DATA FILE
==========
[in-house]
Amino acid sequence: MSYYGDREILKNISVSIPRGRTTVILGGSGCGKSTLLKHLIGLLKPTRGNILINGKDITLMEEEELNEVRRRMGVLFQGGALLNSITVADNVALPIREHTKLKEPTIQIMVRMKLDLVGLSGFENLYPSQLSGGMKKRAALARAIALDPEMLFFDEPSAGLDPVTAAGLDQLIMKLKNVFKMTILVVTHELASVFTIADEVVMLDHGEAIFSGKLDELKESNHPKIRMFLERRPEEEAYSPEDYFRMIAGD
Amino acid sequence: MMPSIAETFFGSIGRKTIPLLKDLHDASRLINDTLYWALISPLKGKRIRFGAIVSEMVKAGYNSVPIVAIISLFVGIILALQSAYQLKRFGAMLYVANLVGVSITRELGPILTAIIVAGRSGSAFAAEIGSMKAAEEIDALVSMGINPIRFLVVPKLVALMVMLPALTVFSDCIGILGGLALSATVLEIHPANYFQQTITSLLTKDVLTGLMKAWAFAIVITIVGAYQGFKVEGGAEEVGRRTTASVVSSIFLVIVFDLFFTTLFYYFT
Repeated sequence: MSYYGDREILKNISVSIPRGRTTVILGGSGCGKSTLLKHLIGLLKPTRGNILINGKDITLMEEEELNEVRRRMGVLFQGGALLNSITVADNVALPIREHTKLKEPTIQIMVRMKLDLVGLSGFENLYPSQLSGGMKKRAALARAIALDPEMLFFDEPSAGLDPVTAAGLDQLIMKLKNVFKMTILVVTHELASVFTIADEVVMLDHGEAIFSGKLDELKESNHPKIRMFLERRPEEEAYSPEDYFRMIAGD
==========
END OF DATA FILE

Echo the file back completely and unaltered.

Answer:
[in-house]
Amino acid sequence: MSYYGDREILKNISVSIPRGRTTVILGGSGCGKSTLLKHLIGLLKPTRGNILINGKDITLMEEEELNEVRRRMGVLFQGGALLNSITVADNVALPIREHTKLKEPTIQIMVRMKLDLVGLSGFENLYPSQLSGGMKKRAALARAIALDPEMLFFDEPSAGLDPVTAAGLDQLIMKLKNVFKMTILVVTHELASVFTIADEVVMLDHGEAIFSGKLDELKESNHPKIRMFLERRPEEEAYSPEDYFRMIAGD
Amino acid sequence: MMPSIAETFFGSIGRKTIPLLKDLHDASRLINDTLYWALISPLKGKRIRFGAIVSEMVKAGYNSVPIVAIISLFVGIILALQSAYQLKRFGAMLYVANLVGVSITRELGPILTAIIVAGRSGSAFAAEIGSMKAAEEIDALVSMGINPIRFLVVPKLVALMVMLPALTVFSDCIGILGGLALSATVLEIHPANYFQQTITSLLTKDVLTGLMKAWAFAIVITIVGAYQGFKVEGGAEEVGRRTTASVVSSIFLVIVFDLFFTTLFYYFT
Repeated sequence: MSYYGDREILKNISVSIPRGRTTVILGGSGCGKSTLLKHLIGLLKPTRGNILINGKDITLMEEEELNEVRRRMGVLFQGGALLNSITVADNVALPIREHTKLKEPTIQIMVRMKLDLVGLSGFENLYPSQLSGGMKKRAALARAIALDPEMLFFDEPSAGLDPVTAAGLDQLIMKLKNVFKMTILVVTHELASVFTIADEVVMLDHGEAIFSGKLDELKESNHPKIRMFLERRPEEEAYSPEDYFRMIAGD